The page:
How the euro depresses Greek earnings

Daniel Maurer/AP/File

Angela Merkel’s victory in blocking an automatic bailout for Greece may be good news for the eurozone in the short term, but may ultimately prove to be a sticking plaster on a tumour. The immediate problem is well known: the Greek government’s profligate spending, combined with a government unwilling to cut spending, has become hugely indebted to avoid making difficult decisions. What is less well known is the euro’s role in getting Greece to this point in the first place.

Whatever happens to Greece now, the crisis reveals one of the underlying problems with the euro: that it was always a politically-driven project constructed by people with little regard for the economic well-being of the countries involved.

The euro’s shortcomings during the bust are obvious: it locks countries into price systems across the continent, and makes the entire eurozone vulnerable to shocks in one or two countries. What is less clear, but equally important, is that the euro drove the boom that many small eurozone economies experienced in the 2000s, and that this was a major reason for the severity of the busts in those countries.

The low interest rates set by the European Central Bank to stimulate the sluggish French and German economies caused the economies of the fast-growing peripheral countries – like Ireland and Spain – to overheat. This led to malinvestment in roundabout projects like housing. Cheap credit meant that house prices spiked, appearing to cause a surge in demand that was actually caused by borrowers outbidding each other with money that they didn’t have. No informed observer of the Irish or Spanish economies could deny that the housing bubbles in these countries were one of the main reasons for their collapse.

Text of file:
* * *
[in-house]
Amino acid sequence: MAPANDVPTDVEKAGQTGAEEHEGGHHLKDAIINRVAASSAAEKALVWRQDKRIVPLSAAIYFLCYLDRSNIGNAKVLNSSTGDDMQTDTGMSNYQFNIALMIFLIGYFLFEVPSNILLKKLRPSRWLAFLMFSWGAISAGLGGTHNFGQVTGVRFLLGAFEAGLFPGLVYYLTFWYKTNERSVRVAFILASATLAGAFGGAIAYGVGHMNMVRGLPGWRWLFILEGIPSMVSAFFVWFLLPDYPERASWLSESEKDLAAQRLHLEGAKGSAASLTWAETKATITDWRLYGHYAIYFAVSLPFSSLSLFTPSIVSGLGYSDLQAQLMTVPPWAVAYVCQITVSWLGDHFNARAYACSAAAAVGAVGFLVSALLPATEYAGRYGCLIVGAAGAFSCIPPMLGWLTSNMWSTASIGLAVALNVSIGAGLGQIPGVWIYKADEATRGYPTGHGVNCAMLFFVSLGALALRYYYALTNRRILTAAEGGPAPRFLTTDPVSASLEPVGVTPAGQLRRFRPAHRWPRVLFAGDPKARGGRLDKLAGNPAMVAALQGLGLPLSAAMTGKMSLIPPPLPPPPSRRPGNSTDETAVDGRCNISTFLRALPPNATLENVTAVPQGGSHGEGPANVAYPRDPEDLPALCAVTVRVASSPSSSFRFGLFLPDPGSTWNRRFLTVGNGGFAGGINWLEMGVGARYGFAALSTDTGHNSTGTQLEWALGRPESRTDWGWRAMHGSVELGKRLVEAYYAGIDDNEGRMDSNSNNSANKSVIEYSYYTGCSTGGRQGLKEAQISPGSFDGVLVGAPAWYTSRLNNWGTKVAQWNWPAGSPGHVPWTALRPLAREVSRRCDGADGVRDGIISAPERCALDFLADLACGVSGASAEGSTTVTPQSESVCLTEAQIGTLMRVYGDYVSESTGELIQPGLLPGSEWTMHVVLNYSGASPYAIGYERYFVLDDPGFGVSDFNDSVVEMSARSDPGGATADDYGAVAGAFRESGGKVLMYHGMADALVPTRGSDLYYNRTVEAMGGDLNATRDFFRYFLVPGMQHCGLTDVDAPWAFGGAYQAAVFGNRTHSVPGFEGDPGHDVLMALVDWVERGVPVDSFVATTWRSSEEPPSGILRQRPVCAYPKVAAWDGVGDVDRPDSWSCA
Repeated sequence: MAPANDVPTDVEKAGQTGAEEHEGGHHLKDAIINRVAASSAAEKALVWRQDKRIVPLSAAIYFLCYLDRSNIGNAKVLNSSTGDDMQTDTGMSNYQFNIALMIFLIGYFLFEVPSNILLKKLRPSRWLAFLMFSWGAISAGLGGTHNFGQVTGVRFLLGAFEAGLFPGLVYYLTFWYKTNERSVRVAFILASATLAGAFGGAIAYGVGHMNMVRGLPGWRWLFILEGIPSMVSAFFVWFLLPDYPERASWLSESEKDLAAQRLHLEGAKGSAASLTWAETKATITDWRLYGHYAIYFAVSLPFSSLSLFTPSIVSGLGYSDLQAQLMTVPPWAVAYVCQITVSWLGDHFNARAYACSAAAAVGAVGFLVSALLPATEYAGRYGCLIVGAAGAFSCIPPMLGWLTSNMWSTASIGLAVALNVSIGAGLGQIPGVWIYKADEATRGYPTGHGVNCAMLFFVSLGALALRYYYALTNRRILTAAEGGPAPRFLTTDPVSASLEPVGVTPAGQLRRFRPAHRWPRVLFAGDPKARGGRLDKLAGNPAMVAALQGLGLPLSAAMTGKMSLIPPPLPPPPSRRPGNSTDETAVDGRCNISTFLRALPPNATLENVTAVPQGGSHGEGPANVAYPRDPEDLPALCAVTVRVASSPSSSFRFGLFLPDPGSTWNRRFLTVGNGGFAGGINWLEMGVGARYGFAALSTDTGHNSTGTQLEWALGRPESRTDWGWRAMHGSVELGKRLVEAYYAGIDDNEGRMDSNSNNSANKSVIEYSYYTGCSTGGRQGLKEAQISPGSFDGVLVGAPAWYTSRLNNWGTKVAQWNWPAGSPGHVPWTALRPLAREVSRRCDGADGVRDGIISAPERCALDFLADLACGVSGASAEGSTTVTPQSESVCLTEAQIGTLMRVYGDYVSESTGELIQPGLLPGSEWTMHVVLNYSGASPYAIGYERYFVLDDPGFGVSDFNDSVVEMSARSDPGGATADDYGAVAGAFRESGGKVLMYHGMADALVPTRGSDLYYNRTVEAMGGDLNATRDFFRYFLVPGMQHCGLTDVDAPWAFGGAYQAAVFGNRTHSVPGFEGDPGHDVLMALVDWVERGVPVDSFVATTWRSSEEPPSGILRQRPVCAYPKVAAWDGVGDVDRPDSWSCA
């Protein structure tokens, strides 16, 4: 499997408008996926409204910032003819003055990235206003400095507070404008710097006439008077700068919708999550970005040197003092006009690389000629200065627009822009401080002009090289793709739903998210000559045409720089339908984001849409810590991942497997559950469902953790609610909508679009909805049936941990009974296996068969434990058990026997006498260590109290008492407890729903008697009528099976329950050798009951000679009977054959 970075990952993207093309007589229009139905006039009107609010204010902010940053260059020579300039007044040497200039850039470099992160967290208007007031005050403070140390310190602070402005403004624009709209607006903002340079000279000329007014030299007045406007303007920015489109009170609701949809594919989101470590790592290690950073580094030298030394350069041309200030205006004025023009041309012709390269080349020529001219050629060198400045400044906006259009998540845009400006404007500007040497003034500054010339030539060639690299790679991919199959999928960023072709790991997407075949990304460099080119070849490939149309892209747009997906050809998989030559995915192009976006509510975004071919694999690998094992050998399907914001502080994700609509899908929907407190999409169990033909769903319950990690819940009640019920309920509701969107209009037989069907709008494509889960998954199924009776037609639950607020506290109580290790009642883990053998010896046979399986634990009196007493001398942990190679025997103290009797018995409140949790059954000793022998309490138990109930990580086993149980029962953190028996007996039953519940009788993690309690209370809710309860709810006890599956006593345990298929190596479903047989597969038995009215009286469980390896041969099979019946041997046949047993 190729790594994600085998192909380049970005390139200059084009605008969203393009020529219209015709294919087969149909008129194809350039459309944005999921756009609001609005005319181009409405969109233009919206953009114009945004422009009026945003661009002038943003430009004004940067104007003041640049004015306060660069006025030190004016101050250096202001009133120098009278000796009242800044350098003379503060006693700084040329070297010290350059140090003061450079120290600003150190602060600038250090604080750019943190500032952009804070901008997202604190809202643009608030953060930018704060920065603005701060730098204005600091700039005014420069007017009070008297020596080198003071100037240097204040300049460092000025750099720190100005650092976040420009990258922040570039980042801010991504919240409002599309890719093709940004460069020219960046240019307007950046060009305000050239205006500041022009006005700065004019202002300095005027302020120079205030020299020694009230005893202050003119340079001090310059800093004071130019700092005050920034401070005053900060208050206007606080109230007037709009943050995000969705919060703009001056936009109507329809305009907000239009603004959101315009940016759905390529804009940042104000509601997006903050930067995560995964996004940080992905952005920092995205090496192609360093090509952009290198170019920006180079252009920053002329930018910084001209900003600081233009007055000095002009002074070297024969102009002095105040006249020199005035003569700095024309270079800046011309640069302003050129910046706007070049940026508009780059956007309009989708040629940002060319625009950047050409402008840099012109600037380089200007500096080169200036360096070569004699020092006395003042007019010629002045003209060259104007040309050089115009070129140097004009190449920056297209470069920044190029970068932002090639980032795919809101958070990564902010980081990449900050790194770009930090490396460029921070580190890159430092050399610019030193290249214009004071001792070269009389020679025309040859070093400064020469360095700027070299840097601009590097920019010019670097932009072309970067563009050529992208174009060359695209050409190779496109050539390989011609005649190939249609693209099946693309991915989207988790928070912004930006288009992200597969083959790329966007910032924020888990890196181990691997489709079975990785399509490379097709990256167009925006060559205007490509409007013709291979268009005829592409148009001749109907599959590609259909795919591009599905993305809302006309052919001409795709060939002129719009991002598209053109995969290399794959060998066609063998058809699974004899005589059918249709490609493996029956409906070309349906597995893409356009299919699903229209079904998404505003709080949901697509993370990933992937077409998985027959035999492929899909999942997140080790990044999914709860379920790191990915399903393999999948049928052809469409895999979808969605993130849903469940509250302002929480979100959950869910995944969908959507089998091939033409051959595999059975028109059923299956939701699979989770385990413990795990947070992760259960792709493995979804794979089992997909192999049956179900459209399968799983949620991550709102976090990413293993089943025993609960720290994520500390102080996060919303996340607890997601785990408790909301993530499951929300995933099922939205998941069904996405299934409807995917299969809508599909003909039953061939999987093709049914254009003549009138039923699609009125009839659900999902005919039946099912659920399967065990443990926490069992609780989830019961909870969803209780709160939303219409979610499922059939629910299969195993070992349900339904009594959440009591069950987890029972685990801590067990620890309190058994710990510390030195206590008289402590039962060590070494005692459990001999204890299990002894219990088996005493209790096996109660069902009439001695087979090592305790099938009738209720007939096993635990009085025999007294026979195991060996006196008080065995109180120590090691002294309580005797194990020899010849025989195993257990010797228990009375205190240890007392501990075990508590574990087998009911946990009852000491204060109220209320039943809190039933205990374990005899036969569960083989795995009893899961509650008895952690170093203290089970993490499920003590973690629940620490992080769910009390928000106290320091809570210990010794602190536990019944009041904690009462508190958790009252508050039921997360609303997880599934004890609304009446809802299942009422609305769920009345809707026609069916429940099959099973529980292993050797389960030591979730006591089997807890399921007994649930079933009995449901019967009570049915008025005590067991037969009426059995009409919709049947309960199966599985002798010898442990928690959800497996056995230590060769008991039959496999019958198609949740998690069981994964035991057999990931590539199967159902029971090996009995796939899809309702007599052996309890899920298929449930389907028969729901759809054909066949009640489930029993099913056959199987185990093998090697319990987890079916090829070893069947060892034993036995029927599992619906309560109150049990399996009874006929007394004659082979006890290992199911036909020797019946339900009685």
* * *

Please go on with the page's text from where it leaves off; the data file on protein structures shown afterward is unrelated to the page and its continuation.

By setting interest rates to an artificially low level, fast-growing economies overheated and saw speculative bubbles emerge. The size and scope of these bubbles meant that economic catastrophe was inevitable after they had burst. And the cheap borrowing also made it easy for governments to spend their way into power, as in Greece: Most destructively of all, the eurozone’s low interest rates allowed free and easy borrowing by the most irresponsible spender of all: the government.

Add/view comments on this post.


The Christian Science Monitor has assembled a diverse group of the best economy-related bloggers out there. Our guest bloggers are not employed or directed by the Monitor and the views expressed are the bloggers' own, as is responsibility for the content of their blogs. To contact us about a blogger, click here. To add or view a comment on a guest blog, please go to the blogger's own site by clicking on the link above.

of stories this month > Get unlimited stories
You've read  of  free articles. Subscribe to continue.

Unlimited digital access $11/month.

Get unlimited Monitor journalism.